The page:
The two highlights of my tour so far:

1) I am drinking a beer from a vending machine.

2) My limited German led me to tell a nice old tailor lady “Es ist verrucht in zwei platzen,” which means my pants are twice as wicked.

Sunday was entirely given over to a walking tour of Frankfurt am Main, led by the very capable Dave of Frankfurt on Foot / Insider Tours. I can’t recommend it enough at this point; though it seems like a touristy thing to do the fact is there’s a lot to be said for having someone who really knows the city guide you around.

I’ll also just point out that making a living by walking around a city you love and pointing out cool things to tourists who are paying a lot of attention to you may be my new dream job. Perhaps I could host StumbleTours, in which we carry open containers through the streets of Eurasia’s finest cities until I lose the lot of them and start again.

Going over everything we saw – the Dom, the Romerplatz, the Madonna of Frankfurt – would take most of the day, so I want to focus on the real design-oriented highlight of the tour:

The Jewish graveyard.

I’m not going onto any rant or political statement. As far as I can tell most of the original Nazis are dead in the ground and the new ones would be fucking bastards with or without history to be their guide.

From a design standpoint, though, the holocaust memorial stands out. The walls around the cemetery are studded with iron boxes which thrust forth from the wall, each embossed with the name, date of birth, and (when known) date and place of death of one of the victims of WWII.

I’m told that Jewish tradition places stones instead of flowers on tombstones, as flowers are transitory while stones remain. I’ve always thought that was the point of the flowers for death myself, but I can understand the sentiment. The area around the graveyard is gravel for ten feet all around. This is partly to allow people to pick up stones to place on the memorial markers, but also partly to make those standing at the monument feel off-balance and less than comfortable.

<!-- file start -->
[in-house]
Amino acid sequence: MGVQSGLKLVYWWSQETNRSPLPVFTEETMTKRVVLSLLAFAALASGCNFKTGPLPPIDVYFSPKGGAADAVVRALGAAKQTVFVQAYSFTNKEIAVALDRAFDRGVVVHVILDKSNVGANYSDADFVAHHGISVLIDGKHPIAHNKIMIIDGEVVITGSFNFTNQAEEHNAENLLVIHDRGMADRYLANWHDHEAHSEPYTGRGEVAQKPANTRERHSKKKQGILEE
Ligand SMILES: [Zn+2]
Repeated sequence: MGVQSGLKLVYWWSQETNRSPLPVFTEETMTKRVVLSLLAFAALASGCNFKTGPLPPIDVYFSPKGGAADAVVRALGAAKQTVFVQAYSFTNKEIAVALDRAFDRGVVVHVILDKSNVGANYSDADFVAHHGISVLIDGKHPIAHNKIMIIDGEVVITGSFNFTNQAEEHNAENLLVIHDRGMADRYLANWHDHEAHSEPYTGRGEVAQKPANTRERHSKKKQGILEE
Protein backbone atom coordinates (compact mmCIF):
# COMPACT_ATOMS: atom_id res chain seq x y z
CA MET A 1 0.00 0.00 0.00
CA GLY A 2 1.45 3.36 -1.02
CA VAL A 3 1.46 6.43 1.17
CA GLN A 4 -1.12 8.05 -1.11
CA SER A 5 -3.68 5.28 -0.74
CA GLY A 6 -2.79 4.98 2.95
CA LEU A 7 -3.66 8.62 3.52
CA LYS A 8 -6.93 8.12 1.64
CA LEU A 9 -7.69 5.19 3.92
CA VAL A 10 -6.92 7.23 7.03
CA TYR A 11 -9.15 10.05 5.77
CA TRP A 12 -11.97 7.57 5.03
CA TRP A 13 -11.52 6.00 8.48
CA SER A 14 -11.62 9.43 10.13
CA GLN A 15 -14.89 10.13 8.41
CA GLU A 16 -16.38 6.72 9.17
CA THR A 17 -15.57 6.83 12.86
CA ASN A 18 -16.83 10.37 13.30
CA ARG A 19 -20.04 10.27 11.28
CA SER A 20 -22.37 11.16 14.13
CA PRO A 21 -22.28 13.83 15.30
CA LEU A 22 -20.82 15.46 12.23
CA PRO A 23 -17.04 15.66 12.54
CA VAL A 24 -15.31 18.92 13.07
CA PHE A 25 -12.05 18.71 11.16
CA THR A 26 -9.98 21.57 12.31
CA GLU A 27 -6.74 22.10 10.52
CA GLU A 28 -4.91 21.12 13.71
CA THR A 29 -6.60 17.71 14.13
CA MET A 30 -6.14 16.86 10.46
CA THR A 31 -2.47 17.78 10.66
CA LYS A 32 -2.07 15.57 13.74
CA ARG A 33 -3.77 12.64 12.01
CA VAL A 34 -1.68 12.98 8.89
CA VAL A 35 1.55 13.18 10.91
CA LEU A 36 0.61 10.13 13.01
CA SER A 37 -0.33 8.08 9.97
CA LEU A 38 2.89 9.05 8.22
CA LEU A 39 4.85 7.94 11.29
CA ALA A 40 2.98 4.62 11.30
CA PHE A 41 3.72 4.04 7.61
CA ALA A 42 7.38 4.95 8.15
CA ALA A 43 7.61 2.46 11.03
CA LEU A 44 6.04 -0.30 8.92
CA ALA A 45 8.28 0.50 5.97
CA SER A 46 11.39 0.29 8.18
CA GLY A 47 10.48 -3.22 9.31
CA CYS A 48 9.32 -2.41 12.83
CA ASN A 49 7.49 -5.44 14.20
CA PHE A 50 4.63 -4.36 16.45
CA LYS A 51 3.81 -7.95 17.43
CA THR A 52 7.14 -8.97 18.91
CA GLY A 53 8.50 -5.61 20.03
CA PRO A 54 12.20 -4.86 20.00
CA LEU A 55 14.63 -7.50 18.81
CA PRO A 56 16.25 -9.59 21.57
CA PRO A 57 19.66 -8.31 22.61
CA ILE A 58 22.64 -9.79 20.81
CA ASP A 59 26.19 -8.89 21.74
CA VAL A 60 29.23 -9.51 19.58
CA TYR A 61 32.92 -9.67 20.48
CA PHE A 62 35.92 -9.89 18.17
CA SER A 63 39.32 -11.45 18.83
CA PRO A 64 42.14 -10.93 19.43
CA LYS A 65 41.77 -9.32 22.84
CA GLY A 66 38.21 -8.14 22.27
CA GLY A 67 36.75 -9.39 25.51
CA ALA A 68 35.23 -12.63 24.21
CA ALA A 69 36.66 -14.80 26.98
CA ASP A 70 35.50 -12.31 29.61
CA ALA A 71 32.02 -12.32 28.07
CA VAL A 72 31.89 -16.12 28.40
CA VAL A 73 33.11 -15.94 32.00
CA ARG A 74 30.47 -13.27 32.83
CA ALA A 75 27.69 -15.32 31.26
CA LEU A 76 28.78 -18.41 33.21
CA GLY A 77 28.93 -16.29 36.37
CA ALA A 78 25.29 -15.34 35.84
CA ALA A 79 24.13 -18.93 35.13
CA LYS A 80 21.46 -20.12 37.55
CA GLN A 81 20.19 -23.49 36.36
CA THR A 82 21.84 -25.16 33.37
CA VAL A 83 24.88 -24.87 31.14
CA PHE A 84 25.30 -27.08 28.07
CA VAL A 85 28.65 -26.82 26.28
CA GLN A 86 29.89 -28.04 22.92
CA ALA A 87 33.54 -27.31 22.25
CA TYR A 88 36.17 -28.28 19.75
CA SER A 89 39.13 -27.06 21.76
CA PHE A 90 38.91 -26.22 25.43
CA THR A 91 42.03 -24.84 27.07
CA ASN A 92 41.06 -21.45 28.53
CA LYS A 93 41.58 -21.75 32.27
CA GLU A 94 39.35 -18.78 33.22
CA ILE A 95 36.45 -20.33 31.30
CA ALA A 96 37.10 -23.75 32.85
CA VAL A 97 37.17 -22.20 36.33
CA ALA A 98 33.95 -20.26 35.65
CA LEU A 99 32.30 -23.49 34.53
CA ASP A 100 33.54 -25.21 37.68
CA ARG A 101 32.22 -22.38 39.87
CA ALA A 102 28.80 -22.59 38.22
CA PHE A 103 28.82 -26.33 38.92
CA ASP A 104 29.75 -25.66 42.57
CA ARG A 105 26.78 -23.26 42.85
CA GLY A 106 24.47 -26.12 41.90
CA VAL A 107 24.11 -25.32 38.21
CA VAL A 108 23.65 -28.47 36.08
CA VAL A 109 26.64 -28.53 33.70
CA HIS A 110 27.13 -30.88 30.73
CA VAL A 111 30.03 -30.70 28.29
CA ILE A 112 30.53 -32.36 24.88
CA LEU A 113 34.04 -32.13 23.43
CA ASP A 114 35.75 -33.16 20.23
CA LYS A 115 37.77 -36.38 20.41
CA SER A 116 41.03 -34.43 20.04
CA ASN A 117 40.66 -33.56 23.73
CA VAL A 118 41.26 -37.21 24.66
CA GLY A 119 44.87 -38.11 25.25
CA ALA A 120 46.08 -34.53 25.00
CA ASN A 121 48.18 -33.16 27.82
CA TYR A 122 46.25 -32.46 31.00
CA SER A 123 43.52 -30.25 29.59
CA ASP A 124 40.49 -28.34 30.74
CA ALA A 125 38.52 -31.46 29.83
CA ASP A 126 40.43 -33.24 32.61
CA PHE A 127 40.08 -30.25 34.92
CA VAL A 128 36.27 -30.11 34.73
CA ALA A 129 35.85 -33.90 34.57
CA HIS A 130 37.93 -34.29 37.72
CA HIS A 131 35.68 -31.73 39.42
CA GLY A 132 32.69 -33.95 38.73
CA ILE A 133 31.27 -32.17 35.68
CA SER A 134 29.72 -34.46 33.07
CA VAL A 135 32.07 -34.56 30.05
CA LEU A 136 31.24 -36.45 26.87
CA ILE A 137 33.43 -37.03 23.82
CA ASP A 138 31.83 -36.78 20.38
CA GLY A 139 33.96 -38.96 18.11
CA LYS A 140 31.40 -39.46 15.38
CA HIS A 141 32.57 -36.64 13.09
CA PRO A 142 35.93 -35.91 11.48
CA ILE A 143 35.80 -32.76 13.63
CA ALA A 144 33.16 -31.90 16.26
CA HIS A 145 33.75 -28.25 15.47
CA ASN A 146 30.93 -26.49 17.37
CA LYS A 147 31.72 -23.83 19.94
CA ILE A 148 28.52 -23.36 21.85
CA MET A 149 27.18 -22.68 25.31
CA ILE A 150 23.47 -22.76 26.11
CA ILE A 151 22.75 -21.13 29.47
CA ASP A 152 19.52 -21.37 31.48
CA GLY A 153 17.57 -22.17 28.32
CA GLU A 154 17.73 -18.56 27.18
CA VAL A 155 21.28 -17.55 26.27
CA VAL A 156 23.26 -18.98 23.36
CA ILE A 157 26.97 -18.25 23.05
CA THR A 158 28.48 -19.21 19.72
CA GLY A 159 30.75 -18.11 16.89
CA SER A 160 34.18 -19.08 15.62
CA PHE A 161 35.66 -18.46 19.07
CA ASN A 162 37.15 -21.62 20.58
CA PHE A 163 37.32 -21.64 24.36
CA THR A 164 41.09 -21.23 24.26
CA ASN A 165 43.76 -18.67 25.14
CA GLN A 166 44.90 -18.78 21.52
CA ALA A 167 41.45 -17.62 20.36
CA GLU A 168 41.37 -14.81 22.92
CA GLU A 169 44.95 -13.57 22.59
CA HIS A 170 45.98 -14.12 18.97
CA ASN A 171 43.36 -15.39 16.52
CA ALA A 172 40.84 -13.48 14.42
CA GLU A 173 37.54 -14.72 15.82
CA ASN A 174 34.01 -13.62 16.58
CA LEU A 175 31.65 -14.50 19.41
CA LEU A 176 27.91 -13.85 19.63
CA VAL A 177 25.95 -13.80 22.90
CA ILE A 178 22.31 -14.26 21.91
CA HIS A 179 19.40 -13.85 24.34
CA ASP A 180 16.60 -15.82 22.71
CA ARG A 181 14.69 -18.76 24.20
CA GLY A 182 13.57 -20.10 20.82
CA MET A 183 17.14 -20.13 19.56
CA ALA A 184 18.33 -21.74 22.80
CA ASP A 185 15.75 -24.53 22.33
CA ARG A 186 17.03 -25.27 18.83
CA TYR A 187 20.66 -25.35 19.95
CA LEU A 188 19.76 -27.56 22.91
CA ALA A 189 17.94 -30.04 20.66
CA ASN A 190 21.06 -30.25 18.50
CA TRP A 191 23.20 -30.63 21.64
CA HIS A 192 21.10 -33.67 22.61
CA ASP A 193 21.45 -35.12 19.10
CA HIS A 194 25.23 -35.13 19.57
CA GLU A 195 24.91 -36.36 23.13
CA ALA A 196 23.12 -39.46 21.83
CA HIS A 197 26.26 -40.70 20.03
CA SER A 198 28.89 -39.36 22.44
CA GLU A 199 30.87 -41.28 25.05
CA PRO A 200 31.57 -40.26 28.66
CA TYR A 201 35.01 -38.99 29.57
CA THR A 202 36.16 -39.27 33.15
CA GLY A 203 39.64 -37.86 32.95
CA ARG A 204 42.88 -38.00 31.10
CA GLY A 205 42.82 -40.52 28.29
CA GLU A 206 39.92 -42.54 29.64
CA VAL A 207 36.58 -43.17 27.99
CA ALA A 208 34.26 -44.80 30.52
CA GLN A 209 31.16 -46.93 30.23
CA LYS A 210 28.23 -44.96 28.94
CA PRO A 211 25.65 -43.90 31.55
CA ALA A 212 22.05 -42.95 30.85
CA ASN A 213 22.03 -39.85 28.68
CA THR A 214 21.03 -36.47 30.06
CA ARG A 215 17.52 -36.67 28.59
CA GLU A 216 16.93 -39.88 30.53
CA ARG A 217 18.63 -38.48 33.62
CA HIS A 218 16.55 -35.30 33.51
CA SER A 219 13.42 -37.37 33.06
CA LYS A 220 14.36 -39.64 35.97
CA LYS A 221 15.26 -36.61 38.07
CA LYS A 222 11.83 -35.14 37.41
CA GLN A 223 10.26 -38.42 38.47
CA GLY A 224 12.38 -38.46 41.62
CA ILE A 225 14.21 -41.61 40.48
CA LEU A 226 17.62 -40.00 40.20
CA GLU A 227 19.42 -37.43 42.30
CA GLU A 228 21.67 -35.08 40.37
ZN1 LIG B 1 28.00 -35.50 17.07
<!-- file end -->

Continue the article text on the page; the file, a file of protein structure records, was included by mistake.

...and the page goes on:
From a design standpoint, I think this is fantastic – implementing the sense of touch in a way you can’t control really adds to the already sobering experience.

The stumblestones are a similar idea, a nationwide art project and the brainchild of one Gunter Demming. They’re four inches by four inches, made of brass and embossed with similar details; only these are set into the streets of cities throughout Germany, outside buildings where victims once lived and laughed. The idea is to trip your memory, to make you realize that everywhere you walk, death walked before you.

Munich’s banned them in the city limits, sometimes neighbors tear the stones from the streets, but he keeps at it, working to ensure you remember what’s come before. Given the amount of dogshit that was strewn purposefully around the Holocaust memorial, I’m glad he is doing it – even if using the plaques to brain supremecists would be a better use of the metal.

It’s not that all we saw related to such things, just that they hit me the hardest. I enjoyed the Romerplatz and the medieval history but of course I already knew a lot of it. The wartime and postwar information is less woven into my personal areas of interest and I’m glad I learned more about them.

We’ve eaten well, of course – anyone who’s keeping track of my diet should be weeping greasy tears by this point. I don’t know how much more schnitzel I can physically consume before my pancreas leaps into my own mouth, and the fact that beer comes in full litres makes evenings considerably more interesting than they might otherwise be.

Speaking of which, it turns out that Thursday – the last day of training, the day before I fly back home – marks the start of German Carnival. As Bacchus is my witness, I don’t know what I should do.

I know what I’m going to do, of course, but not what I should.

Photos of Heidelberg and Frankfurt are now available as well, on Flickr.